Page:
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Temporary ‘Safe Street’ measures extended until January

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Temporary ‘Safe Street’ measures extended until January

 

By Sean Moriarty

 

Kerry County Council is to extend the temporary pedestrian measures in the town centre until at least January next year.

The move, which is sure to anger some traders in the town, reverses a previous decision by the council to run the Safe Streets Programme until next week.

The plan, introduced in July, was designed to make Killarney’s streets safer for visitors and locals. Footpaths were widened and Plunkett St is closed to traffic 24 hours a day instead of its usual overnight closure. A section of Kenmare place is also sectioned off from traffic. The temporary measures were due to end on September 2.

The initial plan upset traders, it came at a cost of around 50 off street parking spaces and some councillors believe it’s a covert plan to introduce fulltime pedestrianisation to the town and without the correct consultation process.

Long-serving councillor, Donal O’Grady, has been particularly vocal on the situation.

Early this month he raised concerns that the footpath widening plan could have a detrimental effect on town centre business and that once the tourist season is over in September the centre will be empty of locals who have better parking options at out of town shopping centres.

Last week Kerry County Council told the Killarney Advertiser that the measures were temporary but within days of issuing that statement officials backtracked and announced the scheme’s extension.

“Following the introduction of the “Safe Streets Safe Town Plans” a commitment was given to carry out a review of the measures put in place to provide a safe environment, particularly for vulnerable road users, whilst supporting the reopening of business in the town. This Plan was developed in accordance with Government’s Roadmap for Reopening Society and Business and included the temporary closure of Strand Street in Dingle and Plunkett Street in Killarney," a council spokesperson told the Killarney Advertiser.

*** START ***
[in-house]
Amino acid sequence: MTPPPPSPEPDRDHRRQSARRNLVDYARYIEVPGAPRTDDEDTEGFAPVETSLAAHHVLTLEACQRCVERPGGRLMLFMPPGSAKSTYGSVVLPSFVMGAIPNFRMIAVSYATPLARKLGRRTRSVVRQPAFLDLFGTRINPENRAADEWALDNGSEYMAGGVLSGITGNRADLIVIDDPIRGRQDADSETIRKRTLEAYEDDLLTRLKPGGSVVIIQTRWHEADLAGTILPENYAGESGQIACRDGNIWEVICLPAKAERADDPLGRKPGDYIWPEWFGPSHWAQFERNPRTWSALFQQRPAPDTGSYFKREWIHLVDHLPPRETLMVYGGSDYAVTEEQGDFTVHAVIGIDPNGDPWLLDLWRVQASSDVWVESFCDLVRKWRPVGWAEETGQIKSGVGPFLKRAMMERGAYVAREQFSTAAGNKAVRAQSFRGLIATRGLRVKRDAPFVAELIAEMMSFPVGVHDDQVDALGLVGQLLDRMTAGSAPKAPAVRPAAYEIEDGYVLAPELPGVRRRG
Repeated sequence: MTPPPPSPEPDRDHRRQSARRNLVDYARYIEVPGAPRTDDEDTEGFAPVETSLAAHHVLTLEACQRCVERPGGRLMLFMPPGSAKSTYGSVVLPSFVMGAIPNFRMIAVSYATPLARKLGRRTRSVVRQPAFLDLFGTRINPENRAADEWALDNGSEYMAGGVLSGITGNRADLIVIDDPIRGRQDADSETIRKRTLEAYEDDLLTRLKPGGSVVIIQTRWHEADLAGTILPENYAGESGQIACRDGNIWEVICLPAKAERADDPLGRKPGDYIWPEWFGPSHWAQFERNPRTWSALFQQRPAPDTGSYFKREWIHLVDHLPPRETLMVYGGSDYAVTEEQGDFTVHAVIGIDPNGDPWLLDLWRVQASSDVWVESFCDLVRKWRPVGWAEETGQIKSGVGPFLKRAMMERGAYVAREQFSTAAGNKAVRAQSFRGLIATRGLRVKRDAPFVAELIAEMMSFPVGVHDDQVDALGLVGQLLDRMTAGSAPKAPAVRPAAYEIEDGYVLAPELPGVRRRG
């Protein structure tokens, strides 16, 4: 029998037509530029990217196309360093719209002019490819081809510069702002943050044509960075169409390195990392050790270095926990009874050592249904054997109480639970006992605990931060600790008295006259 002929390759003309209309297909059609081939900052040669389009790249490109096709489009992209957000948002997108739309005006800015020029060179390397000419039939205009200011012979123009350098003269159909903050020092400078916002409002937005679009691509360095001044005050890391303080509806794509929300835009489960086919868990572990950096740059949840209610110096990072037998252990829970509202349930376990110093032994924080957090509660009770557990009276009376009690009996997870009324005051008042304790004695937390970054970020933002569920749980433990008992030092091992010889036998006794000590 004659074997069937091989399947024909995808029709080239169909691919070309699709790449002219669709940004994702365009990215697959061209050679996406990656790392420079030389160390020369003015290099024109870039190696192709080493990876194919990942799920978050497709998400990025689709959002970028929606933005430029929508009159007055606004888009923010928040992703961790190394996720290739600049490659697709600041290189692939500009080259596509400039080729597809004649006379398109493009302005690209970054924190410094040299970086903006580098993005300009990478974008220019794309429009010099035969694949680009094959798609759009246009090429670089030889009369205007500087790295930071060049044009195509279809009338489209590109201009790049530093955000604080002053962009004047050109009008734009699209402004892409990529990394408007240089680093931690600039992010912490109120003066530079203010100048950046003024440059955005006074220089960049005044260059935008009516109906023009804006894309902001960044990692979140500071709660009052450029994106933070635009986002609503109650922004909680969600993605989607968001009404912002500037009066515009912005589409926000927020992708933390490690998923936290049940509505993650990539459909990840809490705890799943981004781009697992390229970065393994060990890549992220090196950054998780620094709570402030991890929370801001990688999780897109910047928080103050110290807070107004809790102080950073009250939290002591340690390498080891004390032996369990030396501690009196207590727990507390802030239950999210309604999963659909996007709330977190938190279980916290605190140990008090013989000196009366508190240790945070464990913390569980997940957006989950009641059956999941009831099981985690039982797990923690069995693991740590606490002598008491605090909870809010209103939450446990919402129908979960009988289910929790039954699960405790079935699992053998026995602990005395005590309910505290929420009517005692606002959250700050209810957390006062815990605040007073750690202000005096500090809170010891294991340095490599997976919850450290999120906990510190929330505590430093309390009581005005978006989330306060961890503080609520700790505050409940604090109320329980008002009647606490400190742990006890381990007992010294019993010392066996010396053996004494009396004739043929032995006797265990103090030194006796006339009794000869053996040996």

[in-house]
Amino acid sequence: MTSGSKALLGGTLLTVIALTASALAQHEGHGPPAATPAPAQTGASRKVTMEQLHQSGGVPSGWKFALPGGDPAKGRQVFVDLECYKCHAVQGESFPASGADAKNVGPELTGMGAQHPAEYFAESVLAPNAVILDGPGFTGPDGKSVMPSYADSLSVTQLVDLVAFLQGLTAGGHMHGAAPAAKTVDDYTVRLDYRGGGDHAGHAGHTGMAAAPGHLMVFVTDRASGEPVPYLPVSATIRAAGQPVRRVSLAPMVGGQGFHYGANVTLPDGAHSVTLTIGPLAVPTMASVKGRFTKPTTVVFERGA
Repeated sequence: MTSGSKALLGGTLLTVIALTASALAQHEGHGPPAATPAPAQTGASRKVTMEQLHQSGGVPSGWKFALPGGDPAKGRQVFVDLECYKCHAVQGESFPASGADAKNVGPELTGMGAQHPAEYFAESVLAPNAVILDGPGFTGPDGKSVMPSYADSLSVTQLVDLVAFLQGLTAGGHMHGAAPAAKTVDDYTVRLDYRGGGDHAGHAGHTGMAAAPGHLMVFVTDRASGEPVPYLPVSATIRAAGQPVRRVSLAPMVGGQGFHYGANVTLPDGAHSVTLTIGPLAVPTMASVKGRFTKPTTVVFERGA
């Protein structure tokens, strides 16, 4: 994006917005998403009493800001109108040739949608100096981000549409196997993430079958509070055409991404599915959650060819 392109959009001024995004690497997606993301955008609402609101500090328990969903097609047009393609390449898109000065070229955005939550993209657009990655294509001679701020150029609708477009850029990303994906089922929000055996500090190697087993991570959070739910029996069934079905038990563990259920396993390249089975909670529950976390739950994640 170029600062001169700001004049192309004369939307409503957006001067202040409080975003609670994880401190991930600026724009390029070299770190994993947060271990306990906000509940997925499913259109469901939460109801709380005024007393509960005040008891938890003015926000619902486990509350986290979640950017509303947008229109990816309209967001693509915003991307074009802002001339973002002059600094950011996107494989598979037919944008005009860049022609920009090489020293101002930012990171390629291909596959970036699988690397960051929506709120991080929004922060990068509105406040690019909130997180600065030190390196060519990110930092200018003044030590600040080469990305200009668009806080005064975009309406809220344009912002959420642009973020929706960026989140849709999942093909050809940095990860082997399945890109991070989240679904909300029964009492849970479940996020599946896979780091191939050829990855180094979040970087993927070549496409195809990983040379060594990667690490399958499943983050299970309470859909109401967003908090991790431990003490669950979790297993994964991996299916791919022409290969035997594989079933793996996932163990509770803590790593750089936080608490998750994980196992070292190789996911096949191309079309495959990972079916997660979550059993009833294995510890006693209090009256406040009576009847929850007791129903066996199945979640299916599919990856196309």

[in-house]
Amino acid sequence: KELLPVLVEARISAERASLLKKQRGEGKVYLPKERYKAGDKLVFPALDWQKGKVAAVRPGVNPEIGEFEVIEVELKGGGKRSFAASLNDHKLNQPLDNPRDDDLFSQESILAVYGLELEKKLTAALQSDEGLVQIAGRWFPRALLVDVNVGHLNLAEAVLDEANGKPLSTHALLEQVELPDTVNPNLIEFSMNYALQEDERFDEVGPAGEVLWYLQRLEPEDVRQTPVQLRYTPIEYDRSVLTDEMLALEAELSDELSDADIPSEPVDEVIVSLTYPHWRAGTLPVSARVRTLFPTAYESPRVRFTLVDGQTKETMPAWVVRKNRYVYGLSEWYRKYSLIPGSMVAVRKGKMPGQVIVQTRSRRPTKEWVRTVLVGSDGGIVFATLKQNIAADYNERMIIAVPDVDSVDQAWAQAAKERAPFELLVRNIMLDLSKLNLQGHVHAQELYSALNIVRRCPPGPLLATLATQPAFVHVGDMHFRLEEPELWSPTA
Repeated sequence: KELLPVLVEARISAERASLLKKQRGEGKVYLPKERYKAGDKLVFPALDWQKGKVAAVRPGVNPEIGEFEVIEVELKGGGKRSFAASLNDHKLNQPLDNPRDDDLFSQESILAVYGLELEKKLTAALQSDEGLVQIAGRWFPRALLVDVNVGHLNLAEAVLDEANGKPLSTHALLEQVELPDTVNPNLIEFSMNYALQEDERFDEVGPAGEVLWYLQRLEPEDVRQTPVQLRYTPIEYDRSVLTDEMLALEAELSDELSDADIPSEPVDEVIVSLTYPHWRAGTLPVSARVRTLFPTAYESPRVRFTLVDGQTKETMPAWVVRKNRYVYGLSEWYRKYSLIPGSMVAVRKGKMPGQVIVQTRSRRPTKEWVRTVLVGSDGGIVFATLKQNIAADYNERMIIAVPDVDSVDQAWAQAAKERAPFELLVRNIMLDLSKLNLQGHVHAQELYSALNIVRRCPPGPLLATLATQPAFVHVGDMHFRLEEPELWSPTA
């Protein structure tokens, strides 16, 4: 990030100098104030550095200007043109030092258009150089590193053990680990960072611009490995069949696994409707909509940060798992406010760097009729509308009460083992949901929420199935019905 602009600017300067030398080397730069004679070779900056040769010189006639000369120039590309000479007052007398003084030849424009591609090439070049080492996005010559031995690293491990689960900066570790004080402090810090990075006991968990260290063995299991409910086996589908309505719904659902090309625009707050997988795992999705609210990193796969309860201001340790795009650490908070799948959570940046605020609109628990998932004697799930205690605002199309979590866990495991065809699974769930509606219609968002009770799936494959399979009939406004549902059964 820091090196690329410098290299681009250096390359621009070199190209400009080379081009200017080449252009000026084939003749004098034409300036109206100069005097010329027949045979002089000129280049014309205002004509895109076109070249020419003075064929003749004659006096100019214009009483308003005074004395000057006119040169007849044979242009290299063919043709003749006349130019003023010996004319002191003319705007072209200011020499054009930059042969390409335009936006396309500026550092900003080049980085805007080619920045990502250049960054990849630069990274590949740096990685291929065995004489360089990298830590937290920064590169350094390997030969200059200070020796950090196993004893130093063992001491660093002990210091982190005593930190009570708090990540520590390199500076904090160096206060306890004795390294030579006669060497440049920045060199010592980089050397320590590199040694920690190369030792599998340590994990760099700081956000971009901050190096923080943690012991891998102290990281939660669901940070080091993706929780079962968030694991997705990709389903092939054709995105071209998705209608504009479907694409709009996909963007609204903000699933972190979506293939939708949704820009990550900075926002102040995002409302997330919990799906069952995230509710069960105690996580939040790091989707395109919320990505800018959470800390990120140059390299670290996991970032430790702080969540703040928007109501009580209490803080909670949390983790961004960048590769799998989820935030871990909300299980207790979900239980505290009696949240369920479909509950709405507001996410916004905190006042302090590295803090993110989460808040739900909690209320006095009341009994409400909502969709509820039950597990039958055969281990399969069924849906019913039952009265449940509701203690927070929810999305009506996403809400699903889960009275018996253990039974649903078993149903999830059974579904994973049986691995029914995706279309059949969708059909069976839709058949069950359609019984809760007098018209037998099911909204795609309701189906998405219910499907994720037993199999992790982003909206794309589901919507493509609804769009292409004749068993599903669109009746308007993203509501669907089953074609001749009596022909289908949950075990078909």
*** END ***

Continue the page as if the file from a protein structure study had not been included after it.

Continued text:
O’Grady is now seeking legal advice as he believes Kerry County Council and Killarney Municipal District do not have the powers to bring in such widespread changes in the town centre with a proper consultation process that involves input from elected councillors, traders and residents.

Meanwhile Mayor Brenda Cronin, a long-time supporter of pedestrianisation plans in the town centre has welcomed the move.

“In the fine evenings during the summer, as I walked from College St to Plunkett St, it was great to see the tables out on the streets and people enjoying themselves, “ he told the Killarney Advertiser. “Even New St was full of atmosphere, something we have not seen before.”

Killarney Municipal District cited several reasons to extended the duration of the Safe Streets Programme.

This includes a potential rise in COVID-19 cases, an increased footfall in the town centre through the months of July and August and an anticipated boom in Christmas shopping.

The council is also hopeful that the tourism season could be extended as people are restricted from overseas travel but the ‘staycation’ market is growing.

"The Council is committed to reviewing the overall Safe Streets Plans for the towns and villages of the county, taking into account the tourist season and the reopening of the schools," added the council spokesperson. " Additionally, the full measures identified in the Government’s Roadmap have not been implemented, with the public heath advice remaining for persons to maintain a two metre social distance from others, with additional requirements now imposed for restaurants/cafes and for vulnerable persons."